It’s happened once; it’s happened twice; it has and will happen many, many more times. One of the greatest things about writing is that, sometimes, it’s not the writer who is even writing the story, but the story itself that seems to be driving the writer and his or her creativity to create some that is equal parts theirs.
What am I talking about? Oh, I’m sure you know. It’s that moment when you’re starting to feel like you’re writing yourself into a corner, or worried about a particular detail, or wondering how in the world you’re going to get something to happen right, but you’re trying to be good, you’re trying to be diligent, and so you keep forging ahead. You can change it later, you just need to get past this hump. Then, all of a sudden, out of no where, you find yourself writing the character doing something you didn’t expect or plan, but it fits in perfectly. You get a spark of an idea on how to weave the detail you like into the story so that you can actually show it, rather than telling. The prose works itself into a way to seamlessly shift the gears in the way you were struggling to make natural and unforced.
To me, these are some of the greatest moments of writing. And they happened to me twice yesterday. I know I mentioned yesterday about how I was getting stuck on whether explaining a detail was too much; turns out, throughout the day, I thought of a handful of other ways to weave the detail into the story, so that instead of just dropping off the information and moving on, it’ll surface here and there and lead into it so that a clever reader may figure out early on that Locke can’t read, while a not-as-clever reader will still get many more chances to notice it. I don’t know why I love the fact that one of my heroes has difficulty reading, but I do. The other example came in the form of an absolutely brilliant line that not only gives the reader important information about where Locke and Gilferen are from, but gave me the perfect opportunity to bring in the character that was making me wonder, “Now, how am I getting him into this scene now?”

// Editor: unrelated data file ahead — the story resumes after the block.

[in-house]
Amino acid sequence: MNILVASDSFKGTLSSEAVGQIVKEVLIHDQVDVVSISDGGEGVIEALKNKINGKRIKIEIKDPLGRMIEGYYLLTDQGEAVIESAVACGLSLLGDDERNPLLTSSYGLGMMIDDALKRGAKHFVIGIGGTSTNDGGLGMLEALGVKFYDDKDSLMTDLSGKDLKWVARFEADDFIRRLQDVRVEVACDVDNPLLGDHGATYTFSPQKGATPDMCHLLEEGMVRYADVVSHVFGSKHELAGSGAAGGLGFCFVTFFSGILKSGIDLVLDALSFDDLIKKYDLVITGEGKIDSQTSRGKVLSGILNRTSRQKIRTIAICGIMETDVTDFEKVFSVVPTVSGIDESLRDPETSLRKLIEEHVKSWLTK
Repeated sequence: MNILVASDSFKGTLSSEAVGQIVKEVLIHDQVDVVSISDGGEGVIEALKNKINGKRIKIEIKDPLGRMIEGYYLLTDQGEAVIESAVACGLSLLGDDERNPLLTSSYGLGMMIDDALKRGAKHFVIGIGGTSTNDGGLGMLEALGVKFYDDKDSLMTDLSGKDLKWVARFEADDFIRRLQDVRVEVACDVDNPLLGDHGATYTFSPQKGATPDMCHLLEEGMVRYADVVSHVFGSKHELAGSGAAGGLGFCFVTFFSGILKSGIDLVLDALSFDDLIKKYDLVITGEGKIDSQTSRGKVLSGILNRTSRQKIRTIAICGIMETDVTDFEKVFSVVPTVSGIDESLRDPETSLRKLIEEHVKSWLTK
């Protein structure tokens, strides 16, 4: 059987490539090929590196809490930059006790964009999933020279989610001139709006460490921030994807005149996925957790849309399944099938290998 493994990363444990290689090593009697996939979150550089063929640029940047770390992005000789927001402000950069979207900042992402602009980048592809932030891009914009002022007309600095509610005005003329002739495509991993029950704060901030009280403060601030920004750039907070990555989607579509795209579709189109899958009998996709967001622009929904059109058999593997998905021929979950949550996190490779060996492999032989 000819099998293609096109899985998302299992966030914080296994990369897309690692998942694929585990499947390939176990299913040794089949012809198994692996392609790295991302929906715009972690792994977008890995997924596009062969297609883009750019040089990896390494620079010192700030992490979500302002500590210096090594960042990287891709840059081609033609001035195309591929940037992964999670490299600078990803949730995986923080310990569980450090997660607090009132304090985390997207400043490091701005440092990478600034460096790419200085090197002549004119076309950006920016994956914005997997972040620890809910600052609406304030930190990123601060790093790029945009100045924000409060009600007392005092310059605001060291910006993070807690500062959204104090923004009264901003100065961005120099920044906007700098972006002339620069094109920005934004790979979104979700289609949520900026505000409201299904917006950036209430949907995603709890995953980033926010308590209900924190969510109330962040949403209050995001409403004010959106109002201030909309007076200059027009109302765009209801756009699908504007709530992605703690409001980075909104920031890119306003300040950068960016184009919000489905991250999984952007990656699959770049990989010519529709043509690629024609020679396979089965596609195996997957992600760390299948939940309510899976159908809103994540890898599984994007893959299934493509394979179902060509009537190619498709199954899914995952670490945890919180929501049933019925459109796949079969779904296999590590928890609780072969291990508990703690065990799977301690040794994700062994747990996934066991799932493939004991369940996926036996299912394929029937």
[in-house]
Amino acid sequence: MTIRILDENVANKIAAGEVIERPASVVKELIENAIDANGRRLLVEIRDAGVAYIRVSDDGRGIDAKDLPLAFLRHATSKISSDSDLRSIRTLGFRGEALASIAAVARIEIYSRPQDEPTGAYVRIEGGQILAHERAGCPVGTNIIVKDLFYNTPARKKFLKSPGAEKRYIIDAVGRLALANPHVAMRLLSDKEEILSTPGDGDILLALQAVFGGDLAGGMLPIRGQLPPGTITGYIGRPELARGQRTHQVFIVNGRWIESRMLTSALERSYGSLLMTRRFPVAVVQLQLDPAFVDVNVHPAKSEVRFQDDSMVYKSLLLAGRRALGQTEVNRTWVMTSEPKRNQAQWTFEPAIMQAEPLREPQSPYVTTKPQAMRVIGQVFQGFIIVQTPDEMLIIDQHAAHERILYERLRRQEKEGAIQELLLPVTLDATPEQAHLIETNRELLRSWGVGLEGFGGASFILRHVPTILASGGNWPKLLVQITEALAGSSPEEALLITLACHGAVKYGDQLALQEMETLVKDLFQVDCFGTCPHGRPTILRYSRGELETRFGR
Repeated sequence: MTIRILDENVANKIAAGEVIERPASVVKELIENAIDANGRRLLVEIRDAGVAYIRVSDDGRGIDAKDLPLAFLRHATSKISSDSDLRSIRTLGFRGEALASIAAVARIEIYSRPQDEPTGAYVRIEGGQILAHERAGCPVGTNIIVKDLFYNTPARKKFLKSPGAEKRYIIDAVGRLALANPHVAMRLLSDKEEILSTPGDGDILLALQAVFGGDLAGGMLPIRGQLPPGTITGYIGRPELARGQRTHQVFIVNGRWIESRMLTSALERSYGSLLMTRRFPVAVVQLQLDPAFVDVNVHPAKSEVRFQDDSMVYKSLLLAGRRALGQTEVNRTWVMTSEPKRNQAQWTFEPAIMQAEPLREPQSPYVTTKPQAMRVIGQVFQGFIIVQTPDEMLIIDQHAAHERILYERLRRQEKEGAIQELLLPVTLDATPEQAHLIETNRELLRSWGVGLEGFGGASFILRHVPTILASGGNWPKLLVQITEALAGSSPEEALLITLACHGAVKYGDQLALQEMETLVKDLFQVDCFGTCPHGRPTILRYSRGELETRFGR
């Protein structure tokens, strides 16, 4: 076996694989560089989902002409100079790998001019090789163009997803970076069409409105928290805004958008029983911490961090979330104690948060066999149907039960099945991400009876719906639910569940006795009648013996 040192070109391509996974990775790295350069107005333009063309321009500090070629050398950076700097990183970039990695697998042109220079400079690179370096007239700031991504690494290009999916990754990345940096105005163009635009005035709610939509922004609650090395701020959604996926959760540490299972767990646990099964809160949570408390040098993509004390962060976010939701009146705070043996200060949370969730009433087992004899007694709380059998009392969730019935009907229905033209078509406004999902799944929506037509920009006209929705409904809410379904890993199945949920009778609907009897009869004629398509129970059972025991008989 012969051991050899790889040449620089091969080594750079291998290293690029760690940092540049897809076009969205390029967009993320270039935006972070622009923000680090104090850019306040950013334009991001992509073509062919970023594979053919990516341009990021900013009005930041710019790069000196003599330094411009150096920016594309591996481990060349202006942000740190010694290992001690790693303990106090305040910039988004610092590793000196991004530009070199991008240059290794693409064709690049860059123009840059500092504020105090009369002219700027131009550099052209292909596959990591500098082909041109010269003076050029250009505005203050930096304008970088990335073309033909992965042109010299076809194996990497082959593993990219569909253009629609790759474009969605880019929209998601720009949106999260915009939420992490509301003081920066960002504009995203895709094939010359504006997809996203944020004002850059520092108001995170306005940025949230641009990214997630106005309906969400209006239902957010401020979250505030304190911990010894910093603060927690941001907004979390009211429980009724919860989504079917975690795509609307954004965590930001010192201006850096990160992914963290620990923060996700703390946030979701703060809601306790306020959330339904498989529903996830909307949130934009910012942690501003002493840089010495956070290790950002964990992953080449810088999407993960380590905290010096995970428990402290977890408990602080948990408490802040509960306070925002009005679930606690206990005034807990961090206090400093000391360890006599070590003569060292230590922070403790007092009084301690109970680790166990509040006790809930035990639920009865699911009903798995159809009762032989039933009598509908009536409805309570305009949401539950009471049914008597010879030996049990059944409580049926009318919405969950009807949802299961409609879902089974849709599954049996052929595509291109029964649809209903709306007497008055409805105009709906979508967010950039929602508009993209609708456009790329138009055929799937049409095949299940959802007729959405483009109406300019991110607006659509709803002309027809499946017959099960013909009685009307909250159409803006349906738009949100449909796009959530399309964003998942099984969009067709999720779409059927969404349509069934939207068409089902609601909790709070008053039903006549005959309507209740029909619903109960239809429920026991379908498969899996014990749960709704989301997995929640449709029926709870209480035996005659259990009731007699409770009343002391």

I find it fascinating how writing will work like that. Often, it doesn’t. You’ll put something down and have to polish it over and over and over again until it works, but sometimes, yeah, everything just fits in right. I love it.
What are some of your best or favourite moments when you were in a writing pickle and then, all of a sudden, the writing conundrum just seemed to clear itself up just because you stuck with it and forged on ahead?
Also, I figured out how to get a Subscribe button on this new layout, which was good, because I didn’t want to change it. It’s all the way at the bottom, though, but it’s better than nothing. Next challenge is to figure out Blogroll. Slowly, but surely!